MESA, Ariz. — Mesa School Superintendent Ember Conley will be paid $73,639 – about four months salary – for resigning after just 16 months on the job, under a legal settlement released Tuesday. 

School Board President Elaine Miner revealed Tuesday evening that Conley was abruptly placed on paid leave Nov. 18 after a board member got an alert about her executive team's salaries. The board then ordered a salary audit, Miner said.

"An internal audit was initiated to explore ... any costs associated with the reorganization of the district's leadership team and ... whether compensation increases for members of the superintendent's executive team had all been approved by the board," Miner said, reading from a prepared statement.

Miner said the audit was complete and the board would meet to review it.

Meantime, a spokesman for the Arizona attorney general's office told 12 News Tuesday it's continuing to investigate a citizen's allegations of theft and embezzlement against Conley. 

Former School Board President Ben Smith, who voted to hire Conley when he was on the board, filed a criminal complaint with the AG's office.

Smith said the allegations were connected to the disbursement of pay raises and bonuses for administrators.

Conley says in her resignation letter to the board that her "difficult decision to resign comes at the heels of a series of challenges my family and I have faced during the past few months." 

Under terms of the settlement, Conley's resignation will be effective Jan. 2, 2020. She will be paid and receive benefits through Feb. 28, 2020.

The board approved the resignation settlement last week by a vote of 4 to 1. Board member Kiana Sears, the lone "no" vote, said she opposed the settlement's "financial provisions."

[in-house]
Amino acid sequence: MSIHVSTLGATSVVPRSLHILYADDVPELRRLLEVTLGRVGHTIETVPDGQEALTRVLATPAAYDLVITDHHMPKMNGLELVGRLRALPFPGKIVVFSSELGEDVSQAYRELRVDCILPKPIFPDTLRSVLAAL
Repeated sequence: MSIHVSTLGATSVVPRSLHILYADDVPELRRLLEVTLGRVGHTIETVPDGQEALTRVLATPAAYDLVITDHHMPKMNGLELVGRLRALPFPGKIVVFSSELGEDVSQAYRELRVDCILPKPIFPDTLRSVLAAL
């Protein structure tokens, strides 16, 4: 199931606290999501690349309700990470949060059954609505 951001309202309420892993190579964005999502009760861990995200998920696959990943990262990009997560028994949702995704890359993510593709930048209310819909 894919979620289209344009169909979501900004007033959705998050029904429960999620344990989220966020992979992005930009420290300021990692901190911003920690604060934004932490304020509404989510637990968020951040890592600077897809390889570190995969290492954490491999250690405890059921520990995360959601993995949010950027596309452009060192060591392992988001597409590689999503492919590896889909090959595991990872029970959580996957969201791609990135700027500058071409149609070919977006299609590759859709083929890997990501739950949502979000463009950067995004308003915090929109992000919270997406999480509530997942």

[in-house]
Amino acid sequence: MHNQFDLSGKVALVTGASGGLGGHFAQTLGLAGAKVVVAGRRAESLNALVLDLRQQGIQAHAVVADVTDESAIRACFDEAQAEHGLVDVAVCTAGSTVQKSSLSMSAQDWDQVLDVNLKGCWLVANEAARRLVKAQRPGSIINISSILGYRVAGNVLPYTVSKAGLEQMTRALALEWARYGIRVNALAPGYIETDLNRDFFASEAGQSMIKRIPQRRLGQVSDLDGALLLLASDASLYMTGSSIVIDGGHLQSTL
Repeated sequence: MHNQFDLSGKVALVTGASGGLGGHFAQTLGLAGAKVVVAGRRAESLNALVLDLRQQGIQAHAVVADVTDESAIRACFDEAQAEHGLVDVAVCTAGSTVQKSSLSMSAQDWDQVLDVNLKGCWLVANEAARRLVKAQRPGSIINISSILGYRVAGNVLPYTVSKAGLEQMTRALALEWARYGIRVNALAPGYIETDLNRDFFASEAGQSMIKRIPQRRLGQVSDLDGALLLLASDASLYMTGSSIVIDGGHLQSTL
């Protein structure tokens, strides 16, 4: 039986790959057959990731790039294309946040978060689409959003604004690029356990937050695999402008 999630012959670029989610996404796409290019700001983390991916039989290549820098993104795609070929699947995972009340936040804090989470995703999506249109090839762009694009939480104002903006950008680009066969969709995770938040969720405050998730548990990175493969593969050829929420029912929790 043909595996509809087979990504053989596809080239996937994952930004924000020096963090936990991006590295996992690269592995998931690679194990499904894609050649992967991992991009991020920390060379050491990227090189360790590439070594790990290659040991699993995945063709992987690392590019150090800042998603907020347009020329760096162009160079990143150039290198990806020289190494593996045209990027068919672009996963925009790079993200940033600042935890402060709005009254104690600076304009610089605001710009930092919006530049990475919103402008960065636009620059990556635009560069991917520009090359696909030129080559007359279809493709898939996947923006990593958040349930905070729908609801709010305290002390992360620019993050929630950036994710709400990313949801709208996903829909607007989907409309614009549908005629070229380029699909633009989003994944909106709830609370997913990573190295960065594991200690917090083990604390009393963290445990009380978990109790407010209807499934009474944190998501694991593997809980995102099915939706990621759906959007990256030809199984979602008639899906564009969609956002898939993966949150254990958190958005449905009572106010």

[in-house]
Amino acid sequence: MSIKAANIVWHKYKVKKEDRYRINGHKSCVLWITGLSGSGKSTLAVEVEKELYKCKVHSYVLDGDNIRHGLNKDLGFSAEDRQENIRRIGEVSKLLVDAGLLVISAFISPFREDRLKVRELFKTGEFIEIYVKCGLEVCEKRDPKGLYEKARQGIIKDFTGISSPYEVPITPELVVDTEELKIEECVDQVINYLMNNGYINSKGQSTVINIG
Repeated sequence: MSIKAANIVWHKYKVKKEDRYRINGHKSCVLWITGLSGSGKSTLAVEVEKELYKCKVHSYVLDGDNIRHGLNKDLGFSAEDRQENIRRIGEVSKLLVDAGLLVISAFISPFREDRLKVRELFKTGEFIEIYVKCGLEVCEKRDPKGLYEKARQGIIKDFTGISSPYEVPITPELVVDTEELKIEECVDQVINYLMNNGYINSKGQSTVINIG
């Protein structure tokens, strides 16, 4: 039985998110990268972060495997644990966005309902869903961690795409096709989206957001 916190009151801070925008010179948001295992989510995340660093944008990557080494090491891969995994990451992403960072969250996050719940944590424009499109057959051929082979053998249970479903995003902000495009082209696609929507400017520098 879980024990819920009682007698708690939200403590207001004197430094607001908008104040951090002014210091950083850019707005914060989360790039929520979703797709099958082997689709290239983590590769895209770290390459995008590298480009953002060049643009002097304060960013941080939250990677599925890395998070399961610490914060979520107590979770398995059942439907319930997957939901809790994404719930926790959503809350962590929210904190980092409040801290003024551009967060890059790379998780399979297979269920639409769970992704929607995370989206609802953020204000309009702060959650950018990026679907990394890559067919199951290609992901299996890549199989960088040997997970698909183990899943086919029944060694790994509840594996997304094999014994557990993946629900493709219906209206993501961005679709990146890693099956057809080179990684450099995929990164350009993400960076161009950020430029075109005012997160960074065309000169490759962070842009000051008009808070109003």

Under her three-year contract, Conley would have been entitled to up to $500,000 in severance if she had been fired.

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Conley led the state's largest school district, with 62,000 students. She was hired from a Utah district with 5,000 students.

Conley's brief reign ended at a special school board meeting on the morning of Nov. 18, when the board effectively ousted her.

Conley was abruptly placed on paid leave, and the board began the search for an interim superintendent.

Later that day, Mesa Public Schools issued a farewell statement saying it "appreciates the service of Dr. Conley ... and wishes her well in future endeavors."

A Mesa Public Schools spokesperson said at the time that Conley's leave wasn't disciplinary or related to any criminal matters.

Through her husband, Conley has declined requests for comment.

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